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“Are we there yet!” A favourite cry of children on a long journey. Most parents say, “No, not yet.” Followed by a distraction. But wise parents do so by stoking the vision. “Still a way to go and then we’ll see white sands, crashing surf, deep blue sea, seagulls swirling about on the breeze; and best of all Nana with a cup of tea! Yay!!”

James takes the pragmatic approach. 7 Be patient, therefore, beloved, until the coming of the Lord. He then describes how the farmer waits patiently for the rain to make the crops grow. His approach is, be patient, after all other people are.

John the Baptist is impatient. 2 When John heard in prison what the Messiah was doing, he sent word by his disciples 3and said to him, ‘Are you the one who is to come, or are we to wait for another?’

Jesus responds with a bit of vision. 4Jesus answered them, ‘Go and tell John what you hear and see: 5the blind receive their sight, the lame walk, the lepers are cleansed, the deaf hear, the dead are raised, and the poor have good news brought to them.

We need vision! We need almost to taste the coming joy.

Impatience casts a dampener on things. When I was four years old I got up very early on what I thought was Christmas Day, crept through to my parents, woke them up and asked, “Did he come?” in a loud stage whisper. My father rolled over and groaned, “It’s only Wednesday. You’re two days early. Go back to bed.” And it was a Friday in 1959. You can look it up.

It took the gilt off the ginger bread, all right.

Isaiah is superb at vison-casting.

35The wilderness and the dry land shall be glad,
   the desert shall rejoice and blossom;
like the crocus 2it shall blossom abundantly,
   and rejoice with joy and singing.

Within one sentence the wilderness is blossoming and singing!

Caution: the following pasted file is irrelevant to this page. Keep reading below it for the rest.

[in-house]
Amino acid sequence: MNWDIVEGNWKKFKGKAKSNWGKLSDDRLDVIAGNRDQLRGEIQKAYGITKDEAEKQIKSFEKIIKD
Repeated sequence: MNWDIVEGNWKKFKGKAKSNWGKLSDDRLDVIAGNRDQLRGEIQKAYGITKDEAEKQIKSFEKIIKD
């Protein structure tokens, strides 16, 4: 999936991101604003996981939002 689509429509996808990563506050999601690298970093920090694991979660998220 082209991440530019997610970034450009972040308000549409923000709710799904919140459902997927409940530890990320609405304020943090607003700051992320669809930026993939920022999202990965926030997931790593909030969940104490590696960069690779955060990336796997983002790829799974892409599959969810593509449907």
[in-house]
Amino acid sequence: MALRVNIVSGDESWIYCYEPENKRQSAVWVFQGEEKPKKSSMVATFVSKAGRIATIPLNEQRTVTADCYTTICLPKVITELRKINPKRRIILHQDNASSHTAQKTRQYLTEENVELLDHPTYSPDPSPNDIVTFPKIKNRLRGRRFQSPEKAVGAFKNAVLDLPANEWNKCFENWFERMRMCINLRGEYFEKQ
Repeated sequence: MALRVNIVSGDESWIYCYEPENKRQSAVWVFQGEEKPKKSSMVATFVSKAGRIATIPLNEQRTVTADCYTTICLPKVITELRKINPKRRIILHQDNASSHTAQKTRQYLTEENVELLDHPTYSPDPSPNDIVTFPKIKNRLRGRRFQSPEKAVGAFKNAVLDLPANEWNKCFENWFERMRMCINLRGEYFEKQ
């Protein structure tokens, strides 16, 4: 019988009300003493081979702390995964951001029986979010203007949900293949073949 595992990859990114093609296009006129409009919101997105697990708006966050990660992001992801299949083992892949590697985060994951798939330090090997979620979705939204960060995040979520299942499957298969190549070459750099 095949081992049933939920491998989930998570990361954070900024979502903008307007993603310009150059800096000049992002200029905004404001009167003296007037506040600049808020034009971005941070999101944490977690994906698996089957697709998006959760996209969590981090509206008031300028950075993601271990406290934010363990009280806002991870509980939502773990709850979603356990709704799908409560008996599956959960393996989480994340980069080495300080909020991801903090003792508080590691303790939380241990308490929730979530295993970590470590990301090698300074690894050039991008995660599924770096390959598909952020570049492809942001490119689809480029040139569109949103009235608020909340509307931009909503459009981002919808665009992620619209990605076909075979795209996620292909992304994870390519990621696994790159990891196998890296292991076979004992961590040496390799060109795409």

He goes on a bit later:

‘Be strong, do not fear!
Here is your God.
   He will come with vengeance,
with terrible recompense.
   He will come and save you.’

A little later still he says:

8 A highway shall be there,
   and it shall be called the Holy Way;
the unclean shall not travel on it,
   but it shall be for God’s people;
   no traveller, not even fools, shall go astray.
9 No lion shall be there,
   nor shall any ravenous beast come up on it;
they shall not be found there,
   but the redeemed shall walk there.

(sing the following)
10 And the ransomed of the Lord shall return,
   and come to Zion with singing;
everlasting joy shall be upon their heads;
   they shall obtain joy and gladness,
   and sorrow and sighing shall flee away.

How did these men of God get their inspiration? Well, there can only be two ways. Their minds were enriched by the creative power of Scripture and their hearts fired by the creative energy of the Holy Spirit in prayer.

One of the burdens of being a Christian is that you know we win in the end, but my goodness, the end seems a long time coming!

And what’s more the progress towards that end is not a smoothe upward trajectory. It is up and down. The way is sometimes lit and sometime dark, sometimes joyful and sometimes fearful. It’s tough!

I am of course talking about the expectation we have of God coming to our aid. But patience is needed. Rome was not built in a day. Neither was Solomon’s temple. It took seven years. Mind you his palace took thirteen years to complete, so his priorities were already beginning to show towards the middle of his monarchy. He could not stay the course! He lacked patience – for all his wisdom.

Patient, faithful and passionate prayer will see God come to our rescue if our minds are formed by Scripture.